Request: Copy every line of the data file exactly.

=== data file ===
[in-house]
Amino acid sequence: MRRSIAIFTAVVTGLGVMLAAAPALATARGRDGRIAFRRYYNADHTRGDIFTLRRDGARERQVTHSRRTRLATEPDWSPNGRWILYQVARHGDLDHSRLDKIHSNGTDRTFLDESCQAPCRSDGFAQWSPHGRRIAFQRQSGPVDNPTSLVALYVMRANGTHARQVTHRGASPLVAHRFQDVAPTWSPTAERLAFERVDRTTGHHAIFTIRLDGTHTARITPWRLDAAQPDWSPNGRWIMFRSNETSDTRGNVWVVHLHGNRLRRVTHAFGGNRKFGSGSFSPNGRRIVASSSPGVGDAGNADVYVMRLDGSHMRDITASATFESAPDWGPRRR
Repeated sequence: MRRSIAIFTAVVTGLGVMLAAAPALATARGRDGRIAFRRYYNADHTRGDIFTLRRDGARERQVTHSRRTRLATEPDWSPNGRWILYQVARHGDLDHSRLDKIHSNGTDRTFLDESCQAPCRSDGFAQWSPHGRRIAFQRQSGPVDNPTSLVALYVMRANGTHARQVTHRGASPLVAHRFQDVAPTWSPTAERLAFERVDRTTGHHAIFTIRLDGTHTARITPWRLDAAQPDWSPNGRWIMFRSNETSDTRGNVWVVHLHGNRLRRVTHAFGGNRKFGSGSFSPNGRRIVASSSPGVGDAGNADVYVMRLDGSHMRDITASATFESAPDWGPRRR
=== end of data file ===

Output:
[in-house]
Amino acid sequence: MRRSIAIFTAVVTGLGVMLAAAPALATARGRDGRIAFRRYYNADHTRGDIFTLRRDGARERQVTHSRRTRLATEPDWSPNGRWILYQVARHGDLDHSRLDKIHSNGTDRTFLDESCQAPCRSDGFAQWSPHGRRIAFQRQSGPVDNPTSLVALYVMRANGTHARQVTHRGASPLVAHRFQDVAPTWSPTAERLAFERVDRTTGHHAIFTIRLDGTHTARITPWRLDAAQPDWSPNGRWIMFRSNETSDTRGNVWVVHLHGNRLRRVTHAFGGNRKFGSGSFSPNGRRIVASSSPGVGDAGNADVYVMRLDGSHMRDITASATFESAPDWGPRRR
Repeated sequence: MRRSIAIFTAVVTGLGVMLAAAPALATARGRDGRIAFRRYYNADHTRGDIFTLRRDGARERQVTHSRRTRLATEPDWSPNGRWILYQVARHGDLDHSRLDKIHSNGTDRTFLDESCQAPCRSDGFAQWSPHGRRIAFQRQSGPVDNPTSLVALYVMRANGTHARQVTHRGASPLVAHRFQDVAPTWSPTAERLAFERVDRTTGHHAIFTIRLDGTHTARITPWRLDAAQPDWSPNGRWIMFRSNETSDTRGNVWVVHLHGNRLRRVTHAFGGNRKFGSGSFSPNGRRIVASSSPGVGDAGNADVYVMRLDGSHMRDITASATFESAPDWGPRRR